Hepatitis B virus
(HBV) genotype A1 infection is associated with poor virological control and the
rapid emergence of drug resistance among people living with HIV who are starting
antiretroviral therapy in Malawi in the absence of tenofovir, investigators report in the online edition of
Clinical Infectious Diseases.
The study looked at people starting
HIV therapy between 2007 and 2009. Antiretroviral therapy (ART) consisted of
fixed-dose lamivudine, stavudine and nevirapine. This meant that lamivudine was the
only drug in their combination which was active against hepatitis B.
proportion of HIV-1 infected patients … were at risk of progressive liver
fibrosis and excess mortality due to poorly controlled HBV co-infection,”
comment the investigators. “Suboptimal HBV suppression and emergence of
resistance was most evidence in subjects that tested HBeAg-positive and had HBV
viral load at treatment initiation.”
proportion of people living with HIV have hepatitis B virus co-infection. HIV increases hepatitis B virus
replication and the risk of liver-related disease, especially in the context of
low CD4 counts and high hepatitis B viral load.
recommend that everyone living with HIV should be intensively screened for hepatitis B and that people with hepatitis B co-infection should receive antiretroviral
therapy that includes two drugs with activity against both HIV and hepatitis B,
typically tenofovir with emtricitabine or lamivudine.
Hepatitis B is
highly prevalent in sub-Saharan Africa. However, few people living with HIV in
the region are screened for hepatitis B and ART is usually initiated without
knowledge of co-infection status. This is especially concerning as, until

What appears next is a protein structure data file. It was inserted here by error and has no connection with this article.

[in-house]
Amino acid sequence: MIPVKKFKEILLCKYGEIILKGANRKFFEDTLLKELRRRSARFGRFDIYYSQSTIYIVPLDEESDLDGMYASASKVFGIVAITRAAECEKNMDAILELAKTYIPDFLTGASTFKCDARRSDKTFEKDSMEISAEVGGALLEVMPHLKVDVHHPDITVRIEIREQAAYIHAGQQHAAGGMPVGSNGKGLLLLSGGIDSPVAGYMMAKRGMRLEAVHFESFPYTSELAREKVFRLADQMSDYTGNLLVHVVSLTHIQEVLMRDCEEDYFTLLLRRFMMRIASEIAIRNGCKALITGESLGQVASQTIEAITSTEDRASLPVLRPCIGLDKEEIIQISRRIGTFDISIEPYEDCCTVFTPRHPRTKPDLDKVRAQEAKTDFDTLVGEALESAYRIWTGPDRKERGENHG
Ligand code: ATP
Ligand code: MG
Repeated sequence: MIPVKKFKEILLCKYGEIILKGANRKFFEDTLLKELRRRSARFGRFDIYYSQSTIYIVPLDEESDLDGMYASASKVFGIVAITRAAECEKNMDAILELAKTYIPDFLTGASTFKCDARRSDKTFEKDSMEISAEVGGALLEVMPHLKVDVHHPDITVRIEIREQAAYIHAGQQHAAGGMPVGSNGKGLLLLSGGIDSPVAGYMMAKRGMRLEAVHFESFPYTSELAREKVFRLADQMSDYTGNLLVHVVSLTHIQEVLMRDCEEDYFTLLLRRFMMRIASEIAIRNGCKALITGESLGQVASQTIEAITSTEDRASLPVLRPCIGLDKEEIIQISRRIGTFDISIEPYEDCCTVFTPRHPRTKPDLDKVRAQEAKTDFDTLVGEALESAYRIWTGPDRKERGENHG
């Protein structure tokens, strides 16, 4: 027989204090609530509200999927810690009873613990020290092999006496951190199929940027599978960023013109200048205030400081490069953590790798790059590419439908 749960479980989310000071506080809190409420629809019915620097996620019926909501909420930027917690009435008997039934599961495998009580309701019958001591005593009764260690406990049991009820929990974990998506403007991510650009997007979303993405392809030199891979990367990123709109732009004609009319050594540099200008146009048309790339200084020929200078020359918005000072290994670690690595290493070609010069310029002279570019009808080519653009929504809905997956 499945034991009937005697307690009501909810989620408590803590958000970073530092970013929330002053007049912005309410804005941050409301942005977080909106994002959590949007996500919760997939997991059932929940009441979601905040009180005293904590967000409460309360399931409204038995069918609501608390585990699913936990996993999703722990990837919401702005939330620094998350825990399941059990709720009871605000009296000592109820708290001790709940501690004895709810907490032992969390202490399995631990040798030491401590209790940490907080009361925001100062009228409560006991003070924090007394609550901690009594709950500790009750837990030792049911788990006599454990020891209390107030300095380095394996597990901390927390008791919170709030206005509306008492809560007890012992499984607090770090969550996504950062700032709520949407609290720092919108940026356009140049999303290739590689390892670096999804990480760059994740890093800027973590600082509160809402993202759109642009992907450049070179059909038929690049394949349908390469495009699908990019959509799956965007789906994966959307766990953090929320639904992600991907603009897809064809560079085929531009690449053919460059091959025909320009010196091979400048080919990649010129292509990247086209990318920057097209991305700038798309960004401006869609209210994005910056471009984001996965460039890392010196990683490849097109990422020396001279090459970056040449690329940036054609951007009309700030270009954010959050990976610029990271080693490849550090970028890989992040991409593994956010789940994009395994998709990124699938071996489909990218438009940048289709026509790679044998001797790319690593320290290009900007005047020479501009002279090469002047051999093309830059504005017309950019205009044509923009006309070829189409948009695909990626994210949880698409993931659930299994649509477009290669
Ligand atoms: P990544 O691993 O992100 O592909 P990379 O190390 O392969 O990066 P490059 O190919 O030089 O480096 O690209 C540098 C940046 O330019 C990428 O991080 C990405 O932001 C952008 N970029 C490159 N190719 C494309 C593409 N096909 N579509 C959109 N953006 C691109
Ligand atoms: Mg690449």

recently, the only drug with hepatitis B activity used in HIV treatment combinations in
the region was lamivudine; hepatitis B monotherapy with this drug is associated with
the rapid emergence of drug resistance.
Hepatitis B virus genotype A1 is
unique to Africa and some investigators have proposed that it is associated
with a relatively benign disease course.
To see if this was
the case, investigators monitored hepatitis B levels among people living with HIV in
Malawi who had hepatitis B genotype A1 co-infection and who received ART that included
lamivudine as the only hepatitis B-active drug. Follow-up lasted for up to twelve
months. A variety of sequencing techniques were used to detect hepatitis B
A total of 1117
people started therapy during the study period and 12% tested HBsAg-positive.
Half of these patients were HBeAg-positive. HBeAg-positive status
was associated with higher HBV DNA detection rates (p = 0.0014), an increased
likelihood of having HBV DNA levels above 2000 iu/ml (p = 0.0006) and higher HBV
DNA levels (p < 0.001).
three-quarters of patients (72%) were retained in care six months after
starting HIV treatment and 41% were still in care after twelve months.
At the last
follow-up, 96% of patients had achieved an undetectable HIV viral load (below
40 copies/ml). Half the people with hepatitis B co-infection achieved HBV DNA suppression below 14 iu/ml; half the patients with persistent
HBV DNA levels achieved HBV RNA suppression.
"HBV outcomes were
poor among HBeAg-positive patients,” note the authors. “HBV DNA levels initially
declined by 4.5 log10 iu/ml, then rebounded, coinciding with the
rapid emergence of resistance.”
Use of the Sanger
sequencing technique showed that none of the people with HIV and hepatitis B co-infection had HBV
resistance associated mutations at baseline. However, prevalence was 8% after
six months of follow-up, increasing to 33% at the twelve-month follow-up
interval. The incidence of resistance was 34 per 100 person-years.
revealed a higher prevalence of HBV resistance-associated mutations. Prevalence
was zero at baseline, 19% six months after starting ART and 35% after twelve
months of follow-up.
Sanger and deep sequencing results showed that HBV resistance rates were
significantly higher in HBeAg-positive patients compared to HBeAg-negative patients (49%
vs 4%, p < 0.0001). Higher baseline HBV DNA was also associated with the
emergence of resistance (p < 0.0001).
“Our data provide clear evidence in support of
the motion that HBsAg testing should be introduced as part of routine HIV care
in sub-Saharan Africa in order to guide ART selection and early adoption of
tenofovir, and to identify patients that require follow-up for liver disease,”
conclude the authors.